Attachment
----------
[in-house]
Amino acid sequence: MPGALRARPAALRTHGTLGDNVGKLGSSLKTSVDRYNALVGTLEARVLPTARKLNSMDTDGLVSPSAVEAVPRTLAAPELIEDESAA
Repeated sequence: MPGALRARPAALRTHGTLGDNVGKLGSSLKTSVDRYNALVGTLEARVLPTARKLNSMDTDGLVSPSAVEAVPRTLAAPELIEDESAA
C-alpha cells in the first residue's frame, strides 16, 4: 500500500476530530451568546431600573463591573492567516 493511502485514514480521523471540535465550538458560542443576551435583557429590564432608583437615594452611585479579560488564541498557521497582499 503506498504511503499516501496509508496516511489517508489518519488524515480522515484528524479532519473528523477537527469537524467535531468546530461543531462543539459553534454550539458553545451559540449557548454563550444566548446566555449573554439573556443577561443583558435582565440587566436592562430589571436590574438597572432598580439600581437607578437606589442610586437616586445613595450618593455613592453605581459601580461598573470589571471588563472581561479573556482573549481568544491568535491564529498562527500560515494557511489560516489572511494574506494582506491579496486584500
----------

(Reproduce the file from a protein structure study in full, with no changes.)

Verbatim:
[in-house]
Amino acid sequence: MPGALRARPAALRTHGTLGDNVGKLGSSLKTSVDRYNALVGTLEARVLPTARKLNSMDTDGLVSPSAVEAVPRTLAAPELIEDESAA
Repeated sequence: MPGALRARPAALRTHGTLGDNVGKLGSSLKTSVDRYNALVGTLEARVLPTARKLNSMDTDGLVSPSAVEAVPRTLAAPELIEDESAA
C-alpha cells in the first residue's frame, strides 16, 4: 500500500476530530451568546431600573463591573492567516 493511502485514514480521523471540535465550538458560542443576551435583557429590564432608583437615594452611585479579560488564541498557521497582499 503506498504511503499516501496509508496516511489517508489518519488524515480522515484528524479532519473528523477537527469537524467535531468546530461543531462543539459553534454550539458553545451559540449557548454563550444566548446566555449573554439573556443577561443583558435582565440587566436592562430589571436590574438597572432598580439600581437607578437606589442610586437616586445613595450618593455613592453605581459601580461598573470589571471588563472581561479573556482573549481568544491568535491564529498562527500560515494557511489560516489572511494574506494582506491579496486584500